We are the first generation to understand

what the Floods could mean:

The Flood of Noah, when the Water of Life undid Life

and the Flood of Malachi, the Flood of Fire.

We are the generation standing

between the fires:

Behind us the flame and smoke

that rose from Auschwitz, from Hiroshima.

Before us the nightmare of a

Flood of Fire and Water,

from the burning of the Amazon and the melting of the Antarctic,

“the day that comes burning like an oven,”

a day when our flames could consume so much of the earth.

It is our task to make from fire not an all-consuming blaze

but a light in which we can see each other fully.

All of us different, All of us bearing

One Spark.

Let us light the fires of Lag B’Omer to see more clearly

that the earth and all who live as part of it

are not for burning.

Let us light our fires to see more clearly

the rainbow in the many-hued faces

Of all life.

Blessed is the One within the many.

Blessed are the many who embody the One.

“Here! I am sending you

Elijah the Prophet

Before the coming

of the great and terrible day

of YAHH, the Breath of Life.

And he shall turn the heart

Of fathers for children

And the heart of children

for their fathers.

Lest I come and

strike the earth

utterly.”

Here we stand

before the great and terrible day –

Let us turn the hearts

of parents to their children

and the hearts of children to their parents

so that this day of smiting

does not fall upon us or our children.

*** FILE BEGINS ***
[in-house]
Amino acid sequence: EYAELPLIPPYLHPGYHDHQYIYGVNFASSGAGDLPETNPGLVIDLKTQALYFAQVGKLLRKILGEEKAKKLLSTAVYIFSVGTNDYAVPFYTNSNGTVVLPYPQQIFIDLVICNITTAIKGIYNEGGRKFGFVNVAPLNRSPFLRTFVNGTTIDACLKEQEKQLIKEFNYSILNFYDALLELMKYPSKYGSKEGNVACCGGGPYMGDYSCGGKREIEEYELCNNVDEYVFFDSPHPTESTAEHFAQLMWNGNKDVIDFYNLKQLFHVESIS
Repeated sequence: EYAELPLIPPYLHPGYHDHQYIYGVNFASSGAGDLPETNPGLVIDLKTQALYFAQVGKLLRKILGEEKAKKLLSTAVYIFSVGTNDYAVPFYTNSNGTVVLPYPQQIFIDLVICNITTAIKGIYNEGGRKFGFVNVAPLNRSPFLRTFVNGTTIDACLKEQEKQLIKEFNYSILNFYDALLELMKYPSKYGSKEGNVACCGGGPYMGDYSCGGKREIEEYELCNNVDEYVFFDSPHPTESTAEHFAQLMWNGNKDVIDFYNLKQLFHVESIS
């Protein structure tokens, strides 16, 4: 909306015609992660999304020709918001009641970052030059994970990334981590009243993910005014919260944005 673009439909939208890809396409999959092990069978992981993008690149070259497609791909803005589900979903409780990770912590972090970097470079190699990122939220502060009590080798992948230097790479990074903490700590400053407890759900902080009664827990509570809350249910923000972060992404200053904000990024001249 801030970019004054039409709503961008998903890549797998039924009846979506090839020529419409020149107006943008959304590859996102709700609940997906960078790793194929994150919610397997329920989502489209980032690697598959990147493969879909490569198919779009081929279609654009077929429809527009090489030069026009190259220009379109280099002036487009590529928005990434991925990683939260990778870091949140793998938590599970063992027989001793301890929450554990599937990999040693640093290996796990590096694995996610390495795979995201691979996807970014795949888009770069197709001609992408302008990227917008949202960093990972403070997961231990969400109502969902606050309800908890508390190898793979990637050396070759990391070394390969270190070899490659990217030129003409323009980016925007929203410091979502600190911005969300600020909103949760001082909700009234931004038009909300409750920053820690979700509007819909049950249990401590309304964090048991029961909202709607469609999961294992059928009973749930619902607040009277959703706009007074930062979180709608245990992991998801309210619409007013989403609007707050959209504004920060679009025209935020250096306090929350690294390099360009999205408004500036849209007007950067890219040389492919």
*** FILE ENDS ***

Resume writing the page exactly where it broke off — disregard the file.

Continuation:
“And then the Sun of Righteousness will shine forth

and heal with her wings.”

Ken Y’hi Ratzon, So May It Be.

___________________

This prayer could be read as one begins to set up or light a Lag B’omer bonfire. It would be a good idea to act as one prays and make sure you’ve set up a carbon offset for the fire. There is still time for creatnig a new a liturgy for Rainbow Day , which is June 1, the anniversary of the day the flood ended and Noah’s family and the animals left the ark. We’ll see what comes.

May I ask you, as part of using or thinking about this kavannah for

Lag B’Omer, to commit to one new thing you can do to lessen your

“carbon footprint”, perhaps even something you can start doing by

Rainbow Day. And can I ask you to *record* whatever you commit to on

the “signwave” page of StoptheFlood,

http://www.neohasid.org/stoptheflood/signwave/.

B’shalom uv’yira,

David Seidenberg

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By Yannai Kranzler

Environmental sensitivity has a trap: Actions too often become a “Fight Against.” I stop acting “in order to”, but rather, “to beware of”- whether that “Beware of” is carbon emissions, pollution, pesticides or the like.

Not that caution is a bad place from where to act- crises like climate change give us the urgency that (hopefully) makes us change. But that urgency should not only encourage us to ward off disasters, but to re-examine our experience in this world and discover what it is we are missing that brought about these crises in the first place.

Let’s take eating local foods as an example: